DNC Emphasizing Security, Inclusivity for 2020 Convention
CEO of next year’s 2020 committee says he wants the world to see Milwaukee as locals do.
It might still be a year off, but Joe Solmonese is quick to point out there is much work to be done behind-the-scenes as Milwaukee enters the international spotlight and hosts the 2020 Democratic National Convention.
And the planning, he said, will be picking up steam at a breakneck pace.
Solmonese, a longtime political strategist, was named chief executive officer of the 2020 Democratic National Convention committee. For his vision of the convention, he said, “We want the world to see what we see, right here in Milwaukee everyday.”
He made these remarks Wednesday at a Headlines Newsmaker Luncheon at the Newsroom Pub held by the Milwaukee Press Club and WisPolitics.com, where he discussed several issues tied to 2020 convention in Milwaukee.
Some of the Hallmarks of Milwaukee, like a strong work ethic and commitment to diversity, are akin to the ideals of the Democratic Party, Solmonese said, making the city a logical location for the convention.
“We have a story,” Solmonese said of Milwaukee’s past, present and future prospects.
Public safety was a theme discussed frequently throughout Wednesday’s conversation, which featured a panel of journalists including Jason Fechner of Spectrum News 1, Victor Jacobo of CBS 58 and Telemundo Wisconsin , Maredithe Meyer of BizTimes Milwaukee and Mary Spicuzza of the Milwaukee Journal Sentinel.
Solmonese’s talk came a day after Trump made his official re-election campaign announcement at a rally in Florida. Solmonese said “the president’s rhetoric” at rallies and other gatherings have been cause for concern.
“The world we live in dictates it,” Solmonese said of the need for ramped up security. “We want to make sure we’re ahead of the curve.”
To that end, Solmonese said the DNC committee has been, and plans to continue, meeting with authorities at all levels with the goal of ensuring the event is a safe one. “We’ve had meaningful conversations with local law enforcement,” Solmonese said. “We will have a very specific leadership team. We’ll have more news to share about a security perimeter.”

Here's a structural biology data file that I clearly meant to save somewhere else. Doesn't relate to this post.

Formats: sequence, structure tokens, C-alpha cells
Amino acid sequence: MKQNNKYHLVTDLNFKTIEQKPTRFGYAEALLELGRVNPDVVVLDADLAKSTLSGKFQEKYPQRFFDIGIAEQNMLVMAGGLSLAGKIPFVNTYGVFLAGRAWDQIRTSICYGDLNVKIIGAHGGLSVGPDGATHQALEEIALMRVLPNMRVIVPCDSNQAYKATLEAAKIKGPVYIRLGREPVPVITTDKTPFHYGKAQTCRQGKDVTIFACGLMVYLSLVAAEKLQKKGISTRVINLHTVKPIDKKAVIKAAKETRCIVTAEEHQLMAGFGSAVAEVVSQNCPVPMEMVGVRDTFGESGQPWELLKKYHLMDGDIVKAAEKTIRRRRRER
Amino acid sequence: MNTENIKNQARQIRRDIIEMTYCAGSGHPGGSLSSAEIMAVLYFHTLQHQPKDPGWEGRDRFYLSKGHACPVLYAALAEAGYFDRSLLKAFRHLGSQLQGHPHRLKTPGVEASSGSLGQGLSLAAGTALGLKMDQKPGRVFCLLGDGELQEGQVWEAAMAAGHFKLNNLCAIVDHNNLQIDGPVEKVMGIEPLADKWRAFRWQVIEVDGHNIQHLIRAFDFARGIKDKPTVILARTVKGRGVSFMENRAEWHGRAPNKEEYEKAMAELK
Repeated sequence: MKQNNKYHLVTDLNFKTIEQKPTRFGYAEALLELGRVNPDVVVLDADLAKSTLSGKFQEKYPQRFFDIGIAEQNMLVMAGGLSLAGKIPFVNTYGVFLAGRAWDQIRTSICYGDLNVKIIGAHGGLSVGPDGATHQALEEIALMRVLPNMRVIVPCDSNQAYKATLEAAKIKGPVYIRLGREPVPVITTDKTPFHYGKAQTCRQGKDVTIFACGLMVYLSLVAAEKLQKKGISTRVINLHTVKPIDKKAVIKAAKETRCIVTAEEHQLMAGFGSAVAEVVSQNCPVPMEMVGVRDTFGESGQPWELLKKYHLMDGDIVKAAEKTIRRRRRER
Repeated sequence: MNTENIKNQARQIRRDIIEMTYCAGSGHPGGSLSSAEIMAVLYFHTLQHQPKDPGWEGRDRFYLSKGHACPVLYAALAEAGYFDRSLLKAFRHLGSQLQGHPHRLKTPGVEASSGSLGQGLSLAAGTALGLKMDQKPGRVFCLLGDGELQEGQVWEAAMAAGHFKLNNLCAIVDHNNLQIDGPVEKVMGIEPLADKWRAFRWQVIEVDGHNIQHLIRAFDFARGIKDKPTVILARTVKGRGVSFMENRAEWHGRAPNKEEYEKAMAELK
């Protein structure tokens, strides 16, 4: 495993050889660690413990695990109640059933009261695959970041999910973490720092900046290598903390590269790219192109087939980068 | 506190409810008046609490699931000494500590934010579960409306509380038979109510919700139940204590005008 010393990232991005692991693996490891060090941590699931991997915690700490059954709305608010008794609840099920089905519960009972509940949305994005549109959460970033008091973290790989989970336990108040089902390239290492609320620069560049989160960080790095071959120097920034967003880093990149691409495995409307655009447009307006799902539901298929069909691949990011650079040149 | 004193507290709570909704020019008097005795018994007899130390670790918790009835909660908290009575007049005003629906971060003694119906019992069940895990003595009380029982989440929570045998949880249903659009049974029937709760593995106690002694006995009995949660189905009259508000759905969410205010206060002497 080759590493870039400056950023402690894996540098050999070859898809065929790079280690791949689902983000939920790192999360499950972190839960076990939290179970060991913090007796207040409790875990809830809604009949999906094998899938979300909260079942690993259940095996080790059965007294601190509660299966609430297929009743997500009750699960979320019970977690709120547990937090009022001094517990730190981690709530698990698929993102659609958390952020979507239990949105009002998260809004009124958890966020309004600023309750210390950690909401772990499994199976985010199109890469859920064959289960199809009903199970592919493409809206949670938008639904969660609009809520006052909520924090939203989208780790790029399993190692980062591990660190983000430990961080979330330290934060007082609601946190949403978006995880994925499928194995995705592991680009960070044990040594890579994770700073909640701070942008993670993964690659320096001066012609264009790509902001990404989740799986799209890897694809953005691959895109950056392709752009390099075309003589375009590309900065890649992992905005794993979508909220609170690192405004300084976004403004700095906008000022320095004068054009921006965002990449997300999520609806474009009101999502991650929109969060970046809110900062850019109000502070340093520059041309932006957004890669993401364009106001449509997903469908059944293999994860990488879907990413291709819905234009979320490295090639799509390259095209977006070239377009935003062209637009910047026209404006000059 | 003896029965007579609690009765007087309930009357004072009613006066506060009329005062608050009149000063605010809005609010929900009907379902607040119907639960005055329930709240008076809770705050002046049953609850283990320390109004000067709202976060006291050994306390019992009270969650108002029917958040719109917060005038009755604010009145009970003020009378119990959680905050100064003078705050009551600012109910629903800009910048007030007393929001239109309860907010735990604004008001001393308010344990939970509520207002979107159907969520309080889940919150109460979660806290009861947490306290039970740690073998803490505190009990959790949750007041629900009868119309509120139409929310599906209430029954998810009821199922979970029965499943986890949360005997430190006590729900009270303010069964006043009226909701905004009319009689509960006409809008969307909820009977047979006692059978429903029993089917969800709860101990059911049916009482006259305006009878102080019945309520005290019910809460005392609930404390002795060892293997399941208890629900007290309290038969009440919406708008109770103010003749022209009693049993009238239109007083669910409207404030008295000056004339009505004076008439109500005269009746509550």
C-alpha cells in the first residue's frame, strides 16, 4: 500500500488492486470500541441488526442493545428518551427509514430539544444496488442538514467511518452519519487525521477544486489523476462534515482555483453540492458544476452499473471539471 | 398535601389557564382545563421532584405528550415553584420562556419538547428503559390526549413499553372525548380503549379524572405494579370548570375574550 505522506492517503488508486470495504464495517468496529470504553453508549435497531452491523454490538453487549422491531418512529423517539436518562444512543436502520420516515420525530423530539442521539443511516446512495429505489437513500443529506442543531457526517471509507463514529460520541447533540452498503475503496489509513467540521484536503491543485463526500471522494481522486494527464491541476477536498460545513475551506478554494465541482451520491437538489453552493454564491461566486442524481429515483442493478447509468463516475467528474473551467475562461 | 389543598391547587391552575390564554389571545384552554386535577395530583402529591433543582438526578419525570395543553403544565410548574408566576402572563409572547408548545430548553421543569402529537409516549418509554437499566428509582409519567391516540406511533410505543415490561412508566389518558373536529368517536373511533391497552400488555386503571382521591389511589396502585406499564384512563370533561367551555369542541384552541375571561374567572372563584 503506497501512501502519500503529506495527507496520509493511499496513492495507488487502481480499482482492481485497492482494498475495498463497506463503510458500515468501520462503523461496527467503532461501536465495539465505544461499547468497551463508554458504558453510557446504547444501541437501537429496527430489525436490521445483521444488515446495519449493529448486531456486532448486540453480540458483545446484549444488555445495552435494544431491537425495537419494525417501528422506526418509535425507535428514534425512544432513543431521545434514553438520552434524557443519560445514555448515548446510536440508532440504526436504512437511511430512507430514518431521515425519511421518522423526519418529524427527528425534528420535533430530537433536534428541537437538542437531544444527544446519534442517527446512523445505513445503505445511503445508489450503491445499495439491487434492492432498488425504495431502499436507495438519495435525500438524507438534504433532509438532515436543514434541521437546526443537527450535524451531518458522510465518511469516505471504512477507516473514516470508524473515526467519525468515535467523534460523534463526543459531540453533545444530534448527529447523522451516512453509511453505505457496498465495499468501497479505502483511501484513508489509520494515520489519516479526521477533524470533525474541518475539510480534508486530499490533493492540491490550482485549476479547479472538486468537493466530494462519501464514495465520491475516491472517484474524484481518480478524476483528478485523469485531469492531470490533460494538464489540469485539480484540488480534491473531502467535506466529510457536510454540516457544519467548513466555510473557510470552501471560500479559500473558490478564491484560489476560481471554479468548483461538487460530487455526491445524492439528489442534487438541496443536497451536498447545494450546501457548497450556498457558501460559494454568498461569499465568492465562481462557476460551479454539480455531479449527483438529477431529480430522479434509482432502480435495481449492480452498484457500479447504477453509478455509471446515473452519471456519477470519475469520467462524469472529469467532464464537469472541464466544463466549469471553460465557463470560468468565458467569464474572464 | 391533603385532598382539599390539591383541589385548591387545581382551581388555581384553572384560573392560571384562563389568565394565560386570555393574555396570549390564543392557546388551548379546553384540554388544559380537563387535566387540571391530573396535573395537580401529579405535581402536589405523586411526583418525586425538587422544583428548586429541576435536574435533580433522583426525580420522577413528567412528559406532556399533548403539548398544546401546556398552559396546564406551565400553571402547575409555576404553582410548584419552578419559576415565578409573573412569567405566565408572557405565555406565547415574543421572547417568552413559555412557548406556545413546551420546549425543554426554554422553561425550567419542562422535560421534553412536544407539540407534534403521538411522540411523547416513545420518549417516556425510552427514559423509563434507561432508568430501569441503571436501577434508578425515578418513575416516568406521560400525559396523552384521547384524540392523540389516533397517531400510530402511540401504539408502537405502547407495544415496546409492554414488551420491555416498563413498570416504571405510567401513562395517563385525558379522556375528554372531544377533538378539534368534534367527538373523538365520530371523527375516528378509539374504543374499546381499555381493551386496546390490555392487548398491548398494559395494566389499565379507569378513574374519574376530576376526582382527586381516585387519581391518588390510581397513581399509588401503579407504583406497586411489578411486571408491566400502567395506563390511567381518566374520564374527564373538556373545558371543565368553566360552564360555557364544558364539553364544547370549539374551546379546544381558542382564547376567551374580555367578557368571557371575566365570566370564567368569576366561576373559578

Throughout his discussion, Solmonese also spoke of inclusivity within the confines of the DNC, which is in his professional wheelhouse.
Solmonese’s resume includes stints as chief executive of EMILY’s List, a political action committee that backs Democratic female candidates who support abortion rights. He also has served as president of Human Rights Campaign, an organization advocating LGBTQ equality, and waas the transition chair of Planned Parenthood Federation of America.
At one point in the conversation, Solmonese was asked if a transgender speaker would be a part of the 2020 DNC program. The speaker list is pending, Solmonese said, but added “Whoever is on that stage represents the diverse fabric of the Democratic Party,” he said.
The goal, Solmonese said, is to bring into the fold as many disparate voices as possible. “Everything we do here will be inclusive,” he said.
Behind-the-scenes logistics, including fundraising efforts, also were discussed. To date, $11 million has been pledged for the convention, Solmonese said.
In terms of reaching the local benchmark fundraising milestone of $70 million, Solmonese said, “We’re on track. We feel confident about reaching that goal.”
The DNC is working out of dedicated space as the countdown to next year’s convention grows shorter. The four-day program kicks of July 13 and runs through July 16, 2020.
For now, the committee is working out of an office in the Wells Building, but Solmonese said plans are in motion to move to larger digs in September.
“We’re just getting started, and we’re putting all of our infrastructure in place,” he said.
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